Actress Michelle Yeo, famous for her staring roles in movies like “Crouching Tiger, Hidden Dragon” and “Memoirs of a Geisha,” joined Tony Kane, AASHTO director of engineering and technical services, and John Schafer, U.N. field security officer and security director for InterAction, at the National Press Club yesterday to urge Congress to join the fight against what they called a "worldwide road death epidemic."
Yeo is a spokesperson for the Make Roads Safe Campaign for Global Road Safety, an international coalition that includes U.S. members AASHTO, AAA, MADD, SADD and the Governors Highway Safety Association.
Kane, who has been a participant in highway safety events around the world for AASHTO, told reporters, "The U.S. has much to share and much to learn by taking a worldwide perspective on highway deaths. State DOTs continue to make strides toward AASHTO's goal of cutting U.S. highway fatalities in half in the next two decades through such things as adding guardrails and lining two-lane roads with rumble strips and implementing major public education campaigns."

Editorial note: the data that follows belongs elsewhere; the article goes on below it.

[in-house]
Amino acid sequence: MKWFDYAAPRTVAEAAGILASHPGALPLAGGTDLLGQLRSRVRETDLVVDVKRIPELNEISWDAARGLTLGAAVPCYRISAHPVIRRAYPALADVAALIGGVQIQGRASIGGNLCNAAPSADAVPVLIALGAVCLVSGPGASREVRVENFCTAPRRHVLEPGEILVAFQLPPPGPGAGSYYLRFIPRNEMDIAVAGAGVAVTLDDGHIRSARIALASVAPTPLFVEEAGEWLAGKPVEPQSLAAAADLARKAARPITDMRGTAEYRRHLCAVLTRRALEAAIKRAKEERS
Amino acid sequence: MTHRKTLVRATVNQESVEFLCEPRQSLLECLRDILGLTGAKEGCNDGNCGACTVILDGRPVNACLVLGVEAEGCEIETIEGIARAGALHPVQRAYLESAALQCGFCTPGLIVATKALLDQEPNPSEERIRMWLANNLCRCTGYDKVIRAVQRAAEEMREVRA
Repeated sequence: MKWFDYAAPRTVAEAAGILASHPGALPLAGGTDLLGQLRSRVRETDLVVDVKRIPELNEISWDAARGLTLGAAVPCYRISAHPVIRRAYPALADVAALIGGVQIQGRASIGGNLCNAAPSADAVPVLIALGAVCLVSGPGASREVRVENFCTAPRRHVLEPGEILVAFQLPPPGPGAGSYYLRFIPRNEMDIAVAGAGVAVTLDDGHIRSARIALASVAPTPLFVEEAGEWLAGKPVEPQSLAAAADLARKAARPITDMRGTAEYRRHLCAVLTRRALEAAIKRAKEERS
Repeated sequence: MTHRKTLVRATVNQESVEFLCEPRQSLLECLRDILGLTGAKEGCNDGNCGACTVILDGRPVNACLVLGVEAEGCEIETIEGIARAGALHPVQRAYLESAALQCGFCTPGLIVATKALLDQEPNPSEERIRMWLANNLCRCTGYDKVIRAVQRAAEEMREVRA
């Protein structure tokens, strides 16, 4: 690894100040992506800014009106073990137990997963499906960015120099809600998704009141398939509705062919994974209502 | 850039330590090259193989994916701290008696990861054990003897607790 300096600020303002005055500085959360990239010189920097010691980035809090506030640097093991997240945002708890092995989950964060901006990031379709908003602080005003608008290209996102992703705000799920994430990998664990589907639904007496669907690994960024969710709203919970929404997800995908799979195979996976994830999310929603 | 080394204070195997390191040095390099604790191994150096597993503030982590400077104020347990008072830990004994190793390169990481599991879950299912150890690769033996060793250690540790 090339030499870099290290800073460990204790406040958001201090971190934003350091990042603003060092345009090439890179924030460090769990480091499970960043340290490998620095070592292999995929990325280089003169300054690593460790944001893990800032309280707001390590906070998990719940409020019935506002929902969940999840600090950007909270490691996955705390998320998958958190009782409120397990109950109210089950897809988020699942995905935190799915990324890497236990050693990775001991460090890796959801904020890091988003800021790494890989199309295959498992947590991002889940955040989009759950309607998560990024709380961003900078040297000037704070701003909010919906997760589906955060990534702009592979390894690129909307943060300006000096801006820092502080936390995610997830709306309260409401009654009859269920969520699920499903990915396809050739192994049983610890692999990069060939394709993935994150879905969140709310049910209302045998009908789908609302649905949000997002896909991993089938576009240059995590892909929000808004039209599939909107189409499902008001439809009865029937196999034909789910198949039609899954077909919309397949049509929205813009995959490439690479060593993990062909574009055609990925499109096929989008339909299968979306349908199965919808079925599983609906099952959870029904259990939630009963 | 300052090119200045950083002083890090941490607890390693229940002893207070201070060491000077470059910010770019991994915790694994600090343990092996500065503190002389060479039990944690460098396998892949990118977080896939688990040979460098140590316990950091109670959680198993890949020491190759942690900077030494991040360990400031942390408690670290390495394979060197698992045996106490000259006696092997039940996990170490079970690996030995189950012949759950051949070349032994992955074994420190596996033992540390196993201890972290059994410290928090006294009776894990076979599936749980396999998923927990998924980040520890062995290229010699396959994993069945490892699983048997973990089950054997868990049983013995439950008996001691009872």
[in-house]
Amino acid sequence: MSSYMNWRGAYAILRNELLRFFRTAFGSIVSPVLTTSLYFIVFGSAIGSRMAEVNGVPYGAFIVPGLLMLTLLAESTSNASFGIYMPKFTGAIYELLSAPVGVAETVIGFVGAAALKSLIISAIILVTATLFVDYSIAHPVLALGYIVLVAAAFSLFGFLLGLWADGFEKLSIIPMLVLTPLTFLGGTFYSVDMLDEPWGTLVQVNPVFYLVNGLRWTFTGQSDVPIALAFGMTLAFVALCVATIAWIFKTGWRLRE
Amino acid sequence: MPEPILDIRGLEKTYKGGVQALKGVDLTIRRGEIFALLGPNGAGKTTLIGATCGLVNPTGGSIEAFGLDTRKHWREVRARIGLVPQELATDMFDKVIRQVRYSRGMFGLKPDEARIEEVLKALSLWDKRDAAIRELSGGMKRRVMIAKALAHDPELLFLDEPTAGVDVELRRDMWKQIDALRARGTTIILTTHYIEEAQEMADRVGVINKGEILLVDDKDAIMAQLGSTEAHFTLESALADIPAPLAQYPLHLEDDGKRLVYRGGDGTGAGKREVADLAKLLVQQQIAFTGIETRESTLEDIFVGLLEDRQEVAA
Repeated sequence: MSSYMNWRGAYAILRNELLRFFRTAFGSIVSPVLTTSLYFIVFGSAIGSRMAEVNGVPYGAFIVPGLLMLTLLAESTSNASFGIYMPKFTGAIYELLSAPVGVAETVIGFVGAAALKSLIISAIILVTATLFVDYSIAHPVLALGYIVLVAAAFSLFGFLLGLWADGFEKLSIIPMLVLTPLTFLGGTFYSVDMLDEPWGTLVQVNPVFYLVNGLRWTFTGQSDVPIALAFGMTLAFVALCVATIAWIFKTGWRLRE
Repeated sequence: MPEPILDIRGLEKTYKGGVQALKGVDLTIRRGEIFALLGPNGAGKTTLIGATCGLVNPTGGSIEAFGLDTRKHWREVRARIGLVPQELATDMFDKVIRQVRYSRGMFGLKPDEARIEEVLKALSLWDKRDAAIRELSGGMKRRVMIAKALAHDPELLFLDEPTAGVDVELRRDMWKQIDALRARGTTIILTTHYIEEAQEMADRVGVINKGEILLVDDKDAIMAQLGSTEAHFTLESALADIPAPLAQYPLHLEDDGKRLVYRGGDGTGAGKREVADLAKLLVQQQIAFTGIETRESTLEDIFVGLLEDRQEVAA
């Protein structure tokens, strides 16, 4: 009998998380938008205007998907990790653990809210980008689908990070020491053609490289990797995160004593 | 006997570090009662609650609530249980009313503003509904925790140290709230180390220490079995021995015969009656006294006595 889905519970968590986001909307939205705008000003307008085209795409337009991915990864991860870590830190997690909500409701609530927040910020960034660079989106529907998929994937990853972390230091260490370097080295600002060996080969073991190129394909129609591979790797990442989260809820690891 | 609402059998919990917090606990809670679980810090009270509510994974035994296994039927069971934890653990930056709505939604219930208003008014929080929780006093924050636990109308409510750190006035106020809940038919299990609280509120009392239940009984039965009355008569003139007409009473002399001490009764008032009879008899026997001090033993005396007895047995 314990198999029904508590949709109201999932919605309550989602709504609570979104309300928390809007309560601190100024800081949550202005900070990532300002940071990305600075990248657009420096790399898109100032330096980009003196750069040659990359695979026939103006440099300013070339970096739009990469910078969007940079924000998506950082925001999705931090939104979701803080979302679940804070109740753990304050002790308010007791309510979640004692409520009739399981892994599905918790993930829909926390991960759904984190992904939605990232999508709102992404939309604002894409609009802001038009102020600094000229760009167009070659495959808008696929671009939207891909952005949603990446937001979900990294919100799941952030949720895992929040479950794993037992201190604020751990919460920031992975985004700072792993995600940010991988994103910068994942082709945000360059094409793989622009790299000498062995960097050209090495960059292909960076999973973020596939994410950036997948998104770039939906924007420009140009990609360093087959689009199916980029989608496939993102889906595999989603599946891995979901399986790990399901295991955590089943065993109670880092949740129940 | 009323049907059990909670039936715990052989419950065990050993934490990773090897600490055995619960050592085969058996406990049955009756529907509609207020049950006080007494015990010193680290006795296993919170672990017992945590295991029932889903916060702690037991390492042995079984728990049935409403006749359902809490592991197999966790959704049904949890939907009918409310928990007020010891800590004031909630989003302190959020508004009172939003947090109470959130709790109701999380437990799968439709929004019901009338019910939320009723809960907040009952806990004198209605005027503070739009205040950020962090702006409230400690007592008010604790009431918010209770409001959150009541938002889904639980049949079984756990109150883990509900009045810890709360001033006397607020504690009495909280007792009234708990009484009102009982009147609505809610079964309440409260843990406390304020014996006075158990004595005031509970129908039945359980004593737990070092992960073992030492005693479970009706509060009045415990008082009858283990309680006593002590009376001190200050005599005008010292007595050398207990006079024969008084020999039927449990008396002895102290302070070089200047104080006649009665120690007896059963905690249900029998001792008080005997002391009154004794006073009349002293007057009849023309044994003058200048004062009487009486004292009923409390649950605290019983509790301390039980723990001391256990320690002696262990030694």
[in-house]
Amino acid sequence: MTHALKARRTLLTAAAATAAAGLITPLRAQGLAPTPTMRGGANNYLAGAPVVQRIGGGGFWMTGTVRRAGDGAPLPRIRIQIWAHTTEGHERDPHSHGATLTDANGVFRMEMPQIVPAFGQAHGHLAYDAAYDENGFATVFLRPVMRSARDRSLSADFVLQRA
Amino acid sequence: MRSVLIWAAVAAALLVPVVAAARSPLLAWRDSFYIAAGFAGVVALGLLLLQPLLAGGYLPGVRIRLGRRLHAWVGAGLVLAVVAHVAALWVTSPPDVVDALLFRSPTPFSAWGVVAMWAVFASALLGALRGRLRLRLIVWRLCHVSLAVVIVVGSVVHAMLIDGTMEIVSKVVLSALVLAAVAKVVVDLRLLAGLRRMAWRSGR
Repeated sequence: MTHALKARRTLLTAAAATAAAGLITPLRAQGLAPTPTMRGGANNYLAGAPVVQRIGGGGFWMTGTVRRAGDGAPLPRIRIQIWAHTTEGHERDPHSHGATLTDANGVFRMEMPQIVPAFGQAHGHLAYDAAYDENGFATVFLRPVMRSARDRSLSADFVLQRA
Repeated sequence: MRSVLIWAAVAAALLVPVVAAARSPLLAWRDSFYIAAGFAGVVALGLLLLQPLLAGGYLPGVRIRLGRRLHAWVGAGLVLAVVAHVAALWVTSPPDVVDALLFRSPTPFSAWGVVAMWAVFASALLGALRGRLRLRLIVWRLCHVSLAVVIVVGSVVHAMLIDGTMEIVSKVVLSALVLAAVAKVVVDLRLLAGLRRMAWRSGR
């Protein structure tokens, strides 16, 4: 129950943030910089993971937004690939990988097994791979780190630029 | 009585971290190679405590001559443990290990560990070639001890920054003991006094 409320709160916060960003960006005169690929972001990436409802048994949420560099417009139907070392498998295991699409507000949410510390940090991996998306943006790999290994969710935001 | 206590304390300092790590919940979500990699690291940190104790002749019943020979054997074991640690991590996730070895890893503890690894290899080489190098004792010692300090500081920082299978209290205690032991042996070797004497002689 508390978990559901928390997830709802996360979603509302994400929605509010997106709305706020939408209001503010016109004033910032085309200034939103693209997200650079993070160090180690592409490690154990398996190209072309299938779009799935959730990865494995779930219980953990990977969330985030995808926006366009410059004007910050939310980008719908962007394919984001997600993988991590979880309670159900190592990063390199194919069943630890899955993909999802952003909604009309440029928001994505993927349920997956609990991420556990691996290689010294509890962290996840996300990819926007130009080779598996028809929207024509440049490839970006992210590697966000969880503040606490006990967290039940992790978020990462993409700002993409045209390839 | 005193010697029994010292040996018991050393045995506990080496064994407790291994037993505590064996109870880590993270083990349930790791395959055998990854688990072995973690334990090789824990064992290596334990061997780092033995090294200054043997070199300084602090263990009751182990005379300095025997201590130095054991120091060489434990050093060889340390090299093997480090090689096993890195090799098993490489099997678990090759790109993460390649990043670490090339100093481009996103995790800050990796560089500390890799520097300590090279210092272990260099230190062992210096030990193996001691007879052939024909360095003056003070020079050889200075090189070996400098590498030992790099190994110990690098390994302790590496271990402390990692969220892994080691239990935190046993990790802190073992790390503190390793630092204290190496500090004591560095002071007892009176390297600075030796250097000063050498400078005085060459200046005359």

The results have been promising.
"National Highway Traffic Safety Administration data shows that deaths on U.S. highways have dropped to a record low during the first six months of 2009," Kane said, “but while the U.S. has seen improvements in reducing roadway fatalities, those successes represent only a part of the worldwide effort that is needed. We strongly believe the United States must also be proactive in this international campaign to save the lives being needlessly lost on the highways, focusing public attention on the crisis and sharing successful practices worldwide.”
Kane and Kirk Steudle, the Michigan director of transportation and chairman of AASHTO's Standing Committee on Highway Traffic Safety, will join senior U.S. Department of Transportation and U.S. State Department officials Nov. 19-20 at the Moscow Ministerial meeting to address this global highway safety crisis.